The Later Derrida

This course will provide an introduction to the so-called later period of Derrida’s thought, i.e., from 1990’s to 2004. As many commentators have noted, this ‘later’ period corresponds to a growing interest in texts and concepts that have an undeniably political character. And yet at the same time literature and the practices of reading and translation also remain central concerns. Indeed such concerns are often inseparable from the development of the more explicitly philosophical, ethical and political aspects of Derrida’s thought.

During the course, we will navigate some of the signature concepts of the later period, such as the democracy to come, messianicity without messiah, the im-possible, justice as undeconstructible, hostipitality, testimony, auto-immunity, forgiveness and so on. We will also give consideration to some of his engagements with key interlocutors such as Marx, Levinas, Blanchot and Heidegger. In addition, attention will be given to his interventions and research on the teaching of philosophy.

Finally, we will also look at the resistances to Derrida’s thought and some of the controversies to which it has given rise, both from within philosophy and beyond it. How to read such resistances? Are they a measure of the very force and inventiveness of his work? Or are they symptoms of its limitations, its difficulties or danger? To what extent do such resistances put into question what we think we already know and understand about him?

Modern Philosophical Perspectives on Death

With good reason death has been considered to be one philosophy’s most important and enduring questions. What is the meaning or meaninglessness of existence in relation to mortality and death? Can one learn to die? How are philosophical approaches in this regard different from religious ones? What is the role of faith in relation to death? What role do others play? Is death an 'experience' that takes place simply at the end of existence? Or is it rather something that traverses life and is an integral part of it, pre-determining our relations with others and communication? What is death’s relationship to love? And to what extent is death knowable?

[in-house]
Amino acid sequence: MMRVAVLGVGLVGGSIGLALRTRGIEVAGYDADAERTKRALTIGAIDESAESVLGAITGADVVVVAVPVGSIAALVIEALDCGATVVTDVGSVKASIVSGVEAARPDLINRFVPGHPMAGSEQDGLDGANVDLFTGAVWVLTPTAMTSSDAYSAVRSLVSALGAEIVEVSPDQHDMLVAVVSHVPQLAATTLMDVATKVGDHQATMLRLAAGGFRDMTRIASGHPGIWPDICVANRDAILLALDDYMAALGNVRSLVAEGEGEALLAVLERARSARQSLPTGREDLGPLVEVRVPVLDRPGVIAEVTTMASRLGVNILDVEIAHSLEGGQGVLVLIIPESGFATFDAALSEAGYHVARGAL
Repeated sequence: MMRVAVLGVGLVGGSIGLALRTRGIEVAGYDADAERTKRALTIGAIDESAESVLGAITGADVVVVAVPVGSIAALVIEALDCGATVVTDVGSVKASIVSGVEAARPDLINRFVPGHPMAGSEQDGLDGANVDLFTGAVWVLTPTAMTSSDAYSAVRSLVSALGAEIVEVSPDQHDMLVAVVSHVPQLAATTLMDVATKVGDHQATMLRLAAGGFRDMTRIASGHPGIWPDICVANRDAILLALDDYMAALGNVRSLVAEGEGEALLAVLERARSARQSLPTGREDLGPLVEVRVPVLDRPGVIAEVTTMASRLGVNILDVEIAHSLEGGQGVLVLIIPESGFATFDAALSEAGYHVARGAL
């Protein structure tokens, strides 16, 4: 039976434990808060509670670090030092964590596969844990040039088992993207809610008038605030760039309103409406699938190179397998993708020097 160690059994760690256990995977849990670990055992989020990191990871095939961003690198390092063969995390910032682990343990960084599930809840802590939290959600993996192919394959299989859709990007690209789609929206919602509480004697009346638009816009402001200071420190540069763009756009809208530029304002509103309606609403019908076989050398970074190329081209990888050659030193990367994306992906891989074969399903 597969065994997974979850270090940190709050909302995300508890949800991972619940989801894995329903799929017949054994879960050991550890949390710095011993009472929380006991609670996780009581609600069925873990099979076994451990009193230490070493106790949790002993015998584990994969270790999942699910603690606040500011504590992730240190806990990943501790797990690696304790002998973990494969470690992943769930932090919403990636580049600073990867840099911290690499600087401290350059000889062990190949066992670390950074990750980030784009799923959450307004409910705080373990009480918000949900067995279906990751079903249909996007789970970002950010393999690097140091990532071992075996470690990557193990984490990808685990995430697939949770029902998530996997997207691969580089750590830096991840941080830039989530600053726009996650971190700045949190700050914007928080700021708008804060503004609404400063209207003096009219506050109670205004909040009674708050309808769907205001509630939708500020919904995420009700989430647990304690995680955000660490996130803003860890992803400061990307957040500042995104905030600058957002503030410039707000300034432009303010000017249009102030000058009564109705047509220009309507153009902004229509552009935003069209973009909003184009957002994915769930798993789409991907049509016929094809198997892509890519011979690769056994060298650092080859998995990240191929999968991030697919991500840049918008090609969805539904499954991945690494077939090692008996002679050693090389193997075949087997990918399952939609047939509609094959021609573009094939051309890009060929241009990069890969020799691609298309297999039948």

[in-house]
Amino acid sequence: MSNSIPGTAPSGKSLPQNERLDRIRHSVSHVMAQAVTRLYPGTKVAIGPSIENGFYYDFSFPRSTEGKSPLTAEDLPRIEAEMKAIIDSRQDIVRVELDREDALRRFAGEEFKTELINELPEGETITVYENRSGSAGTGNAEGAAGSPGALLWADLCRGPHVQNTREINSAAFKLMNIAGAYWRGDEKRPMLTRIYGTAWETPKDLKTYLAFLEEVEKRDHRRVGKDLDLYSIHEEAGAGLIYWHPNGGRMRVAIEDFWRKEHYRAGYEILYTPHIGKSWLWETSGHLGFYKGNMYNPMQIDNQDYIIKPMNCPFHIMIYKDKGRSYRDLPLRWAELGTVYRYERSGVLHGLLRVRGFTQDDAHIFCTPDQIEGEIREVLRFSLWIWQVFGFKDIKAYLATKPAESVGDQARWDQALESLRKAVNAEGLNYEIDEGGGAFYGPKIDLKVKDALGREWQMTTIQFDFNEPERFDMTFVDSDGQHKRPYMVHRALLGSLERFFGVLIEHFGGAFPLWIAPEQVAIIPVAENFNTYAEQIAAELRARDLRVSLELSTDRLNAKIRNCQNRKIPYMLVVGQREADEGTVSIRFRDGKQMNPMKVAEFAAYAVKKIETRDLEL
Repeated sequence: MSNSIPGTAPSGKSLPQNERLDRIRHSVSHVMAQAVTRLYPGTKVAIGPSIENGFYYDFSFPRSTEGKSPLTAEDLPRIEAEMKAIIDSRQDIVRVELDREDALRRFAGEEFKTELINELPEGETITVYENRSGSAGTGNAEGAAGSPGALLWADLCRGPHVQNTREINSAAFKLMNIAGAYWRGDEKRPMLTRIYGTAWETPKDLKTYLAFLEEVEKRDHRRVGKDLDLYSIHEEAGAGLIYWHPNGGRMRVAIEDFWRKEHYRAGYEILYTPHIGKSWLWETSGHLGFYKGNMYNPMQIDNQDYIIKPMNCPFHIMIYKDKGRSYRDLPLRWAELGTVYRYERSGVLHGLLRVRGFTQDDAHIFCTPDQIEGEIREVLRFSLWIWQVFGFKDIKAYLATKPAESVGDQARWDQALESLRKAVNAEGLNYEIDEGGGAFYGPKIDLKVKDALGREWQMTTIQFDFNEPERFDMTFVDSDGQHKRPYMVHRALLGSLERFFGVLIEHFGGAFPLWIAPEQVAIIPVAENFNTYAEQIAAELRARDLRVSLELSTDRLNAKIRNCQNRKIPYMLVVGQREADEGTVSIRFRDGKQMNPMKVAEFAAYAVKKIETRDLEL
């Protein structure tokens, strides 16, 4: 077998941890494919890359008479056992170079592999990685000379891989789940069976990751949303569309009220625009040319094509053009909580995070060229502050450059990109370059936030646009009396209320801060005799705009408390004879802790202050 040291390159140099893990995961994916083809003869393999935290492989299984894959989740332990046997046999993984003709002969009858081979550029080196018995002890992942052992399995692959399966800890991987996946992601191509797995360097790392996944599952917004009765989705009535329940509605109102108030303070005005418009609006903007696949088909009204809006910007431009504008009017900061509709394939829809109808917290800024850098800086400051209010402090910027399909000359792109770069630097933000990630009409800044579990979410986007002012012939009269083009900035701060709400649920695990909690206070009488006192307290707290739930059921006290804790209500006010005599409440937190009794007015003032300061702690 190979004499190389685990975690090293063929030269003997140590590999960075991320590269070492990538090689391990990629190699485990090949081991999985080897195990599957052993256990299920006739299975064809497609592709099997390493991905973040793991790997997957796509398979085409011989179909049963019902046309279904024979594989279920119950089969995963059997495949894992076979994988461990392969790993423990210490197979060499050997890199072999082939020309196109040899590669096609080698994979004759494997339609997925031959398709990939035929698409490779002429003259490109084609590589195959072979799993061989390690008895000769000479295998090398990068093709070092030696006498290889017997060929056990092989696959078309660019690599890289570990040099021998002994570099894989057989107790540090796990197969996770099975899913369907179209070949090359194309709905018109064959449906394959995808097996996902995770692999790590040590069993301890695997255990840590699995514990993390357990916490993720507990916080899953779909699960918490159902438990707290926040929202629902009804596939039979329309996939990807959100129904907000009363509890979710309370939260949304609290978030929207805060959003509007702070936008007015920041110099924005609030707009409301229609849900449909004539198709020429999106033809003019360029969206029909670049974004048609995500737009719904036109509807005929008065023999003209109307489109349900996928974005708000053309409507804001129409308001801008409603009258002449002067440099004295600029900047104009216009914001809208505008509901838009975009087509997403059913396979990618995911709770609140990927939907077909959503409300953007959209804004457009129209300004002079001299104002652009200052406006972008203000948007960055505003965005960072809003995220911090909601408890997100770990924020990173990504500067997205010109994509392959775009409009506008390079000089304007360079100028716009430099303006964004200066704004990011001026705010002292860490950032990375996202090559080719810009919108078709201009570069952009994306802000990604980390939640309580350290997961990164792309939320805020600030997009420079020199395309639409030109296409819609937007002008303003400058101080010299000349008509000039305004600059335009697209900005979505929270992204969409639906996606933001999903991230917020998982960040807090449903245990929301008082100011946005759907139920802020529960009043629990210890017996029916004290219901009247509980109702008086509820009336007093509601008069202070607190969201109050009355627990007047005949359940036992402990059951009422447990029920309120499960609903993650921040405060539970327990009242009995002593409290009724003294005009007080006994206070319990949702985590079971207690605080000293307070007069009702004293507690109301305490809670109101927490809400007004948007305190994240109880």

Course Outline

  1. The intensification of life in the proximity of death, death as not the simple opposite of life. George Bataille’s “The Practice of Joy before Death” and Michel de Certeau “The Unnamable” in The Practice of Everyday Life.
  2. The priority of the death of the other and the philosophical significance of mourning and loss. Death in the philosophy of Emmanuel Levinas, the concepts of mourning and the death drive in psychoanalysis (Sigmund Freud, Nicolas Abraham and Maria Torok).
  3. Inheritance, legacy and responsibility. Søren Kierkegaard’s analysis of the sacrifice of Abraham in Fear and Trembling.
  4. Sovereignty and the questions of murder, suicide and the death penalty. (Readings from Maurice Blanchot, Derrida and Hegel, who interprets philosophy as the sustained practice of suicide).
  5. The question of to what extent death may be considered to be solitary and, as Heidegger puts it “in each case mine”. “Being towards death” in the philosophy of Martin Heidegger and anticipatory mourning as elementary condition of the relation to self in Jacques Derrida.
  6. Death in its relation to love, art and eroticism. Jean Genet’s Atelier of Alberto Giacometti, Marguerite Duras’ The Malady of Death; George Bataille’s theory of eroticism.